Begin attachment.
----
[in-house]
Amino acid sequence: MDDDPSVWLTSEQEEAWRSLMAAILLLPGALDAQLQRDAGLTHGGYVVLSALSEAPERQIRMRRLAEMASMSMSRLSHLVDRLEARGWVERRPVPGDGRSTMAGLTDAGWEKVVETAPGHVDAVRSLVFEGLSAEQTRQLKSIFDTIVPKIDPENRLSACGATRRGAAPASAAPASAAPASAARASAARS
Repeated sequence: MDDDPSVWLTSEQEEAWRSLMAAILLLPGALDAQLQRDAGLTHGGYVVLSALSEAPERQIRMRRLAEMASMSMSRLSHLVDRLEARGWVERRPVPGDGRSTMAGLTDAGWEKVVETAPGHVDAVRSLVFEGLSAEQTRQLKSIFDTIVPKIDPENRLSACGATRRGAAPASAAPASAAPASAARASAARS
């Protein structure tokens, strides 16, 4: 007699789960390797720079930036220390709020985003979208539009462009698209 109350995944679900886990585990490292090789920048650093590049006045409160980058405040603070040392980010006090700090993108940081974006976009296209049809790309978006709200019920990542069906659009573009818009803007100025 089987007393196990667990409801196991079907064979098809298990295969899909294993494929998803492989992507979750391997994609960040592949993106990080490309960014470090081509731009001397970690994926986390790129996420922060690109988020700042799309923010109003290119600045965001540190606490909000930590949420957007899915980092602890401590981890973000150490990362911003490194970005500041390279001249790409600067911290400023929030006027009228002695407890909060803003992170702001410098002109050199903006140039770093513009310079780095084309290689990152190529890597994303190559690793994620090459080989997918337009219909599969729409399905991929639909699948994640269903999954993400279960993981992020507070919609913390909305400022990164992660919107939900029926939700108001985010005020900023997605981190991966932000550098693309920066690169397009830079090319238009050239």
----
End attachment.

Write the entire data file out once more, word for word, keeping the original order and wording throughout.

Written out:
[in-house]
Amino acid sequence: MDDDPSVWLTSEQEEAWRSLMAAILLLPGALDAQLQRDAGLTHGGYVVLSALSEAPERQIRMRRLAEMASMSMSRLSHLVDRLEARGWVERRPVPGDGRSTMAGLTDAGWEKVVETAPGHVDAVRSLVFEGLSAEQTRQLKSIFDTIVPKIDPENRLSACGATRRGAAPASAAPASAAPASAARASAARS
Repeated sequence: MDDDPSVWLTSEQEEAWRSLMAAILLLPGALDAQLQRDAGLTHGGYVVLSALSEAPERQIRMRRLAEMASMSMSRLSHLVDRLEARGWVERRPVPGDGRSTMAGLTDAGWEKVVETAPGHVDAVRSLVFEGLSAEQTRQLKSIFDTIVPKIDPENRLSACGATRRGAAPASAAPASAAPASAARASAARS
């Protein structure tokens, strides 16, 4: 007699789960390797720079930036220390709020985003979208539009462009698209 109350995944679900886990585990490292090789920048650093590049006045409160980058405040603070040392980010006090700090993108940081974006976009296209049809790309978006709200019920990542069906659009573009818009803007100025 089987007393196990667990409801196991079907064979098809298990295969899909294993494929998803492989992507979750391997994609960040592949993106990080490309960014470090081509731009001397970690994926986390790129996420922060690109988020700042799309923010109003290119600045965001540190606490909000930590949420957007899915980092602890401590981890973000150490990362911003490194970005500041390279001249790409600067911290400023929030006027009228002695407890909060803003992170702001410098002109050199903006140039770093513009310079780095084309290689990152190529890597994303190559690793994620090459080989997918337009219909599969729409399905991929639909699948994640269903999954993400279960993981992020507070919609913390909305400022990164992660919107939900029926939700108001985010005020900023997605981190991966932000550098693309920066690169397009830079090319238009050239």